The Secret Life of EELS
There’s still a lot to learn about these elusive and mysterious fish
Photographs by Heather Perry
Other migratory fish get more attention than the American eel. Salmon is the king of fish; the alewife, the fish that feeds all; shad, the founding fish. Sturgeon are dinosaurs; smelt, the ice shack fish. Yet, historically, the eel was more widespread and abundant than any of these in the northeast United States. The undeserved neglect is likely a result of the eel’s snakelike nature, or perhaps because more than any other species of sea-run fish, the eel has evaded human explanation and understanding.
And so, around the world, the eel is a metaphor for the elusive, the slippery, and the mysterious, mostly because of its unusual life cycle.
The American eel, Anguilla rostrata, differs from the other migratory or sea-run fish that live in Maine because it goes the opposite way: instead of living its adult life in the ocean and entering fresh water to spawn (a lifestyle scientists call anadromy), the eel hatches in the ocean, spends most of its life in rivers and lakes, and then migrates back to sea (catadromy).
Maritime encounters with larval eels, flat and transparent willow leaves with teeth, led scientists to narrow down the eel’s spawning grounds to the Sargasso Sea, an area of the Atlantic Ocean north of Puerto Rico. The presumption is that all American eels—the species ranges from Greenland to Venezuela—travel to the Sargasso, which overlaps slightly with the Bermuda Triangle. It’s an extraordinary journey, considering the eels must retrace the route they took as larvae and, once there, die after spawning.
For nearly a century, scientists have searched these waters for adult eels. One such researcher, James McCleave, professor emeritus at the University of Maine, participated in several cruises to the Sargasso, the most recent in 2007. The researchers found nothing but floating patches and strands of Sargassum seaweed. Then, in October 2015, a team of Canadian researchers (some of McCleave’s colleagues and former students) reported tracking an adult eel—one of several dozen affixed with satellite tags—from Nova Scotia to Bermuda, the first hard evidence of the eel migration. One tagged eel, the only one that survived, traveled 1,500 miles in 45 days in pretty much a straight line.
While spawning activity remains undocumented, larval eels appear in the ocean currents in and around the Sargasso. After making a genetic note about how to get back someday, baby eels ride the Gulf Stream north.
They spend about a year in the drift, somehow crossing the Gulf Stream and finding their way into the Gulf of Maine. During that time they transform into two- to three-inch long glass eels that can swim upstream through estuaries (moving upstream with each flood tide, mostly at night). A darker, brownish-green color and four or so inches long, at this phase they are known as elvers. In Maine, this migration occurs between March and June, triggered by spring’s warming temperatures and high river flows that carry the scent of land. Those elvers that escape the nets of commercial fishermen (see sidebar) grow into adult yellow eels. At this stage, the eels become male or female, a differentiation influenced by the environment. In southern areas where warm temperatures lead to faster growth and where densities of eels are higher, more become male. Males are smaller. A northern clime, and lonely but clean headwaters and remote lakes, favor the female tendency. Northern females are also larger.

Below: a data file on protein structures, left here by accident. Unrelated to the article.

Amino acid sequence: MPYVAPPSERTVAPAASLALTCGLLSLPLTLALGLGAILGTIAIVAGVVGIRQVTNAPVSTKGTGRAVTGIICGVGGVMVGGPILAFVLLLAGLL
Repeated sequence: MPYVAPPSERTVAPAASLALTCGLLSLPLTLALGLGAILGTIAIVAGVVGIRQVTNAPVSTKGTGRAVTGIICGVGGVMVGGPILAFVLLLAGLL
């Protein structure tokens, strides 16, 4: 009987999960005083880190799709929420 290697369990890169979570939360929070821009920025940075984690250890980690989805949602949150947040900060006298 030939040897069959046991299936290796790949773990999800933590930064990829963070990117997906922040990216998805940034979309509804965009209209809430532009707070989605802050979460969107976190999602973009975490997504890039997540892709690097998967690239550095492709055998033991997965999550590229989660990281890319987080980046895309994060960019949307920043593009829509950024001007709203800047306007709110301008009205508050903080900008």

At some point, after at least six years and perhaps as long as thirty, the yellow eel is ready to migrate back home to the Sargasso and mate. It changes color again, turning metallic black-yellow, with thick skin and large eyes to facilitate migration. These adult eels, now known as silver eels, leave their freshwater homes in fall and make their way back to the Sargasso.
It is not known how eels determine exactly where to stop and find a mate. According to James McCleave, there is “an idea that some oceanographic frontal regions, where temperature and salinity changes, might serve as oceanographic signals—a feature that eels might detect. Multiple researchers have found lots of larval eels in and near these fronts.”
As with salmon and shad, the eel’s migratory habits are affected by humans. Hydroelectric dams are particularly damaging, as adult eels are killed or injured as they move through turbines. Fishing and habitat loss, parasites, and pollution are additional threats. Their long life and tendency to accumulate fat makes eels vulnerable to heavy metals and other toxic chemicals that build up in body tissue over time.
The International Union for the Conservation of Nature has placed the American eel on the “red list” of endangered species. Several citizen-driven petitions to designate the eel as endangered in the United States so far have failed.
Emily Thornton, a first-year Ph.D. student at the University of Maine, has been working with fish biologist Joseph Zydlewski to study eels in Maine rivers. In the fall of 2015, they set up a weir in Souadabscook Stream, a tributary of the Penobscot River, to trap migrating eels. They tagged the eels, and put them in the Penobscot River above Milford Dam to test how and whether they get through the dam safely.